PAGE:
Designing for the Extremes

Having worked in Customer Support for some time now, I’ve become quite obsessed with customer experience.

I’m the nerd that notices bugs in software I use on a daily basis. I also make a mental note of both confusing and delightful user interfaces. I get frustrated when buttons I expect to do one thing do something different entirely.

I pay attention to these things because they matter…a lot. As we’ve talked about before, there are far too many options available for customers to choose from. If your product experience sucks, it’s really easy to find a replacement. Boom – you’ve lost a user forever.

On the flip side, I also think there are a ton of quick wins that instantly upgrade the experience and win over customers with little time investment. The language you use in copy, the way in which you highlight key actions within your product, the accessibility of your contact options – they all play a huge role in delighting the people that pay your bills.

On a recent episode of the Tim Ferriss podcast, I was re-introduced to a thought exercise from Brian Chesky of Airbnb – designing for the extremes.

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How to Effectively Delegate and Avoid Stealing Success From Your Teammates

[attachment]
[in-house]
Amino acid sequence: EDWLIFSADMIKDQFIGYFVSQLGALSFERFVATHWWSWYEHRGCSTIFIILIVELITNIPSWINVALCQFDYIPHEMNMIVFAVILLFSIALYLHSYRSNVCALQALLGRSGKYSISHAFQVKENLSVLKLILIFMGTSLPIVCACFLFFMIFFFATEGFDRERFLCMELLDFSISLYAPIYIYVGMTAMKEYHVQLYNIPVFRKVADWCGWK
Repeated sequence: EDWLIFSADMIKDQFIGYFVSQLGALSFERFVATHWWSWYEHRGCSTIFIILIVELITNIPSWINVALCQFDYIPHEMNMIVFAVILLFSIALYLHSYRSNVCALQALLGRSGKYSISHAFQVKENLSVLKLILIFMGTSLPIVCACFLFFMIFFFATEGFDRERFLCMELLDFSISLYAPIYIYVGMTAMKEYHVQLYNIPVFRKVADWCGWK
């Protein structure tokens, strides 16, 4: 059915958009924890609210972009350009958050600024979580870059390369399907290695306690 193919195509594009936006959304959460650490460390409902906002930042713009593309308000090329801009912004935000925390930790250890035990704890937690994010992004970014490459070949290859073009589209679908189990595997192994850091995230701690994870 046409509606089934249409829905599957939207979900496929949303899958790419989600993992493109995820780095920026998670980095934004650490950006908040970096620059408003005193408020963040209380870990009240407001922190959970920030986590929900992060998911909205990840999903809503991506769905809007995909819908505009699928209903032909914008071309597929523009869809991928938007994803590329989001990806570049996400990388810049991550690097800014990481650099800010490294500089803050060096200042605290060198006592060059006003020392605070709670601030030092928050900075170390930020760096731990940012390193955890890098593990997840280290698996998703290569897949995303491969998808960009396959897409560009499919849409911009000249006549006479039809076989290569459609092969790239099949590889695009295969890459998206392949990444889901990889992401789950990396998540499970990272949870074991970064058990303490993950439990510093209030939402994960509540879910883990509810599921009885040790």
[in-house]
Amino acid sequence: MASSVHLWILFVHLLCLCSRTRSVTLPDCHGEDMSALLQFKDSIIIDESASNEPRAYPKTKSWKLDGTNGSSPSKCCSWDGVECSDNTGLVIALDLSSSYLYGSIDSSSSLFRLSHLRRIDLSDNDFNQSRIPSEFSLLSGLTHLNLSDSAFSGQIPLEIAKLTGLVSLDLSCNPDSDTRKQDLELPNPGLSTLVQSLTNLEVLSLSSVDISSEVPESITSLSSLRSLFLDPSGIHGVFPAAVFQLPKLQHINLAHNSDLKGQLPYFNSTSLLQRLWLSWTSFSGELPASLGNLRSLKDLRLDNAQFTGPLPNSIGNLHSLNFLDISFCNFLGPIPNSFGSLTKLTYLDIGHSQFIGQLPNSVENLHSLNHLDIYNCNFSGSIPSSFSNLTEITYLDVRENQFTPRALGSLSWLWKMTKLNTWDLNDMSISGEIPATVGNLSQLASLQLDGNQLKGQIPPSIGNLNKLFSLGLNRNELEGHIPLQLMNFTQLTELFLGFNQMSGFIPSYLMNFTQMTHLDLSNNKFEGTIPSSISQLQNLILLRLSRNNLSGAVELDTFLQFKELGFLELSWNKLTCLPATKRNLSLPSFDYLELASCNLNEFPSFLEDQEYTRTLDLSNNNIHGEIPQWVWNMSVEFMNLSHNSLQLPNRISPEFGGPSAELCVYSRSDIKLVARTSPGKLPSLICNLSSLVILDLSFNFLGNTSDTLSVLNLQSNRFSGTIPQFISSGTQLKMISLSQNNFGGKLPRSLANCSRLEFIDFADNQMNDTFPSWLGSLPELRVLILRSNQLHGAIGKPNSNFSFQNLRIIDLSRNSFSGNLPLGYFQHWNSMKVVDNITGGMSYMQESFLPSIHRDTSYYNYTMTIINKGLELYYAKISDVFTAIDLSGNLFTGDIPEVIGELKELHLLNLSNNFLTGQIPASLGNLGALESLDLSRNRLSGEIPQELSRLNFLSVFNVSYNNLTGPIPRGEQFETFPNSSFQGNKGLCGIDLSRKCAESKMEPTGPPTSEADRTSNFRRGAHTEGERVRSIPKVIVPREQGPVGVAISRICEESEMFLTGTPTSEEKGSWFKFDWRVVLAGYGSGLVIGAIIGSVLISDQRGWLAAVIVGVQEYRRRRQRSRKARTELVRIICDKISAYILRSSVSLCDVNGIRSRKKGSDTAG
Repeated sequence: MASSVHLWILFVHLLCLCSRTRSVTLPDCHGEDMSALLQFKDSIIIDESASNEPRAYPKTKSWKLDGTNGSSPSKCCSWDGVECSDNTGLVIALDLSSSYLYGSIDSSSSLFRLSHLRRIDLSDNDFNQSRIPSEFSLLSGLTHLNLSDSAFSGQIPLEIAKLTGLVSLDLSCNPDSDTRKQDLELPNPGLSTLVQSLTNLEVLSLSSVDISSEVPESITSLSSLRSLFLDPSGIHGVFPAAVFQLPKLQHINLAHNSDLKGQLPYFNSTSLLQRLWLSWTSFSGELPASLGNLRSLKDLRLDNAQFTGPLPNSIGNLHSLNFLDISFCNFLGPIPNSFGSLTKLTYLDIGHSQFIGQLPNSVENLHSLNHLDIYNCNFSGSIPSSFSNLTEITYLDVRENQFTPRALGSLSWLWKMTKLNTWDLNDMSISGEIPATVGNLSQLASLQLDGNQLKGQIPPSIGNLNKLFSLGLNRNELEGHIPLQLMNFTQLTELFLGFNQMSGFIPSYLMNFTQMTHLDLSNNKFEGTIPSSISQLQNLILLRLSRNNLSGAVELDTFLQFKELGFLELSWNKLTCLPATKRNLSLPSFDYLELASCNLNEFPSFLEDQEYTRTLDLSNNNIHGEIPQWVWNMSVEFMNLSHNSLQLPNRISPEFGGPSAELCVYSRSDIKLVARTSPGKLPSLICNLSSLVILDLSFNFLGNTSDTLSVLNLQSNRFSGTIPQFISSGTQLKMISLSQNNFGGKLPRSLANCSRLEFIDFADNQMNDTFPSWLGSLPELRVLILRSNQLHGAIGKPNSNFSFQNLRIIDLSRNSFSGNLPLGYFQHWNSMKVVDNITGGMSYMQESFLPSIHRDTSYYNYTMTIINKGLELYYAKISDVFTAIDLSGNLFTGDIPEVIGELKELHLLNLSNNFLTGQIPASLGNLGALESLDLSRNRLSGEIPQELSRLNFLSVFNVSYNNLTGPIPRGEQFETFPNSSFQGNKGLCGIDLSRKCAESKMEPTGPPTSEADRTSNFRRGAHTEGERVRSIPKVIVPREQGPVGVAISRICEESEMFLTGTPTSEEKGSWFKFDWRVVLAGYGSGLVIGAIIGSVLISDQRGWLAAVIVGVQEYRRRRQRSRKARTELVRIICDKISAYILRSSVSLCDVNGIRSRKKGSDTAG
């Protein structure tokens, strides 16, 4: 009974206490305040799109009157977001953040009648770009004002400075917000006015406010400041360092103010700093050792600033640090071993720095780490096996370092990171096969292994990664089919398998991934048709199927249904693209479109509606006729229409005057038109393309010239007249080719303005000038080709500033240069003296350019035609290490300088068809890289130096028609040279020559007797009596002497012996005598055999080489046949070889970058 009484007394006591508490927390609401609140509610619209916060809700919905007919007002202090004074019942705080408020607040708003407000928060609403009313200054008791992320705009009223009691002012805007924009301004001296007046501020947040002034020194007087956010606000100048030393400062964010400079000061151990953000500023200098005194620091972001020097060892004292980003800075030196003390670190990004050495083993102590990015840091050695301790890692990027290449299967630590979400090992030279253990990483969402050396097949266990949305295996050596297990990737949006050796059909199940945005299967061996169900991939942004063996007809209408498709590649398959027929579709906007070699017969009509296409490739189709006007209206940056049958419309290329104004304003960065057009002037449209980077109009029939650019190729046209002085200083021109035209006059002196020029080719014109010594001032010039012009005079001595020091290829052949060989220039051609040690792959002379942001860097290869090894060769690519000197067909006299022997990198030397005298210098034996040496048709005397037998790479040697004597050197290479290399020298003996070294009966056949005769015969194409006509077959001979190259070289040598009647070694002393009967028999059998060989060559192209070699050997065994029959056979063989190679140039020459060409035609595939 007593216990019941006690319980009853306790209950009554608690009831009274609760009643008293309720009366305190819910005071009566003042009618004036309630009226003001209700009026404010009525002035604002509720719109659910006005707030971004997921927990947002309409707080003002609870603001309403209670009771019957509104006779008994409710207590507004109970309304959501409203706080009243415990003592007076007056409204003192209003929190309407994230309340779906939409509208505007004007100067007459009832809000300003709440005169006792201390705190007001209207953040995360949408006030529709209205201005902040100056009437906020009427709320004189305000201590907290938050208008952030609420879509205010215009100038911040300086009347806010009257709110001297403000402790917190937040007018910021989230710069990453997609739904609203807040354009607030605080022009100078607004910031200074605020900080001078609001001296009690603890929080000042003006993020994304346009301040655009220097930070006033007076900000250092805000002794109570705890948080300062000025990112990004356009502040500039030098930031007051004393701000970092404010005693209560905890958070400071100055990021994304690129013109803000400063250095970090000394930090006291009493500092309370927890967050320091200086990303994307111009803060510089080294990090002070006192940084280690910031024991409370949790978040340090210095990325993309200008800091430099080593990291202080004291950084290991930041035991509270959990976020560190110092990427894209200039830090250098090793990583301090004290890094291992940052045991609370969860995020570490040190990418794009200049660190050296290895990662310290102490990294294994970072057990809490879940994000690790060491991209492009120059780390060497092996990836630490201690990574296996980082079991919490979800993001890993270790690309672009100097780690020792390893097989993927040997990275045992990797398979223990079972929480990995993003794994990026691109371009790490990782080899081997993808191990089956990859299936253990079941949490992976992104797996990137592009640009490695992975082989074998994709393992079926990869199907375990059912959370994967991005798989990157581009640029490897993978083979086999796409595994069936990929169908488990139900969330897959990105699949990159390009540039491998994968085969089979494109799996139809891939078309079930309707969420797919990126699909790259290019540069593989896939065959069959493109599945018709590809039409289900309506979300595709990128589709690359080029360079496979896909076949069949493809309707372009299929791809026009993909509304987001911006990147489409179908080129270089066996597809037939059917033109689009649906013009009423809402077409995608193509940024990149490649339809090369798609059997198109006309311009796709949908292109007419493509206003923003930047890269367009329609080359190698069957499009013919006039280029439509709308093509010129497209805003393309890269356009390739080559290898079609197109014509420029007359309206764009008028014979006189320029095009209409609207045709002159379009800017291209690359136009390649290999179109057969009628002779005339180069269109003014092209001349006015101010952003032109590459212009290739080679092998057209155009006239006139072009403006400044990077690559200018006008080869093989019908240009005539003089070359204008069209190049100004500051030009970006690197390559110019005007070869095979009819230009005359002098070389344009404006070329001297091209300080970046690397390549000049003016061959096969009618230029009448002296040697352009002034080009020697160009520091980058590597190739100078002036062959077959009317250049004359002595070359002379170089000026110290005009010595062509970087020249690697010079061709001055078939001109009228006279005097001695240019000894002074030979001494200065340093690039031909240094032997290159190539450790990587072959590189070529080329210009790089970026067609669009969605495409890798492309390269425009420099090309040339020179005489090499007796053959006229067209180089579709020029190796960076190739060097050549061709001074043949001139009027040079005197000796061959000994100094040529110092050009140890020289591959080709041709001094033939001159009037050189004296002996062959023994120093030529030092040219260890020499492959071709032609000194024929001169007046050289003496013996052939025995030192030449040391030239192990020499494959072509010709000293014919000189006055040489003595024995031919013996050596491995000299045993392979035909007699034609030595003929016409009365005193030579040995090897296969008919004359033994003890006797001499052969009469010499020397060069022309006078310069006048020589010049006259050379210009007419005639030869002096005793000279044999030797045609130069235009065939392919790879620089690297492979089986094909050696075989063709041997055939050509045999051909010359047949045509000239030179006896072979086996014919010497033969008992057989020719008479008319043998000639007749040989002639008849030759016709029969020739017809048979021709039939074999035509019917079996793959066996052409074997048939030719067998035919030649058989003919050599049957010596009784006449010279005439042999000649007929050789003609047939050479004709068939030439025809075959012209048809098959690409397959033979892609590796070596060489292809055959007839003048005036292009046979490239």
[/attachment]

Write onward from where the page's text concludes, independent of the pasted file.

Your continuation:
Time for a scary admission: I can be a bit of a control freak.

For the longest time, if I was asked about my biggest weakness, I would say just that – I have a hard time letting go of control especially if we’re talking about managing a project or a complicated task. I was the kid in school that preferred to work by himself rather than in a group (yeah…that kid). I knew I would do the project correctly. Someone else? They might screw it up.

As a result, I’d pile on tasks even if I was overwhelmed. If I took it on, I knew it would get done. That was all that mattered! If I did hand something off, I’d be sure to provide step-by-step instructions on how to get it to the finish line.

This might be a bit of an exaggeration. I’ve been steadily trying to get over this fear of letting go especially after I read Marshall Goldsmith’s What Got You Here Won’t Get You There. I’ve gotten better at handing over tasks and allowing others to run with ideas. Still, it’s an area that I’m constantly trying to work on – how to delegate effectively and allow others to crush projects on their own, without my needless meddling.

This concept of effective delegation popped up again recently as I read The 7 Habits of Highly Effective People. One of the habits (Put First Things First) spoke to this idea of delegating ideas. It broke down two types of delegation – Gofer and Stewardship – and described how the former steals success from teammates while the latter empowers them.

Let’s dive in.

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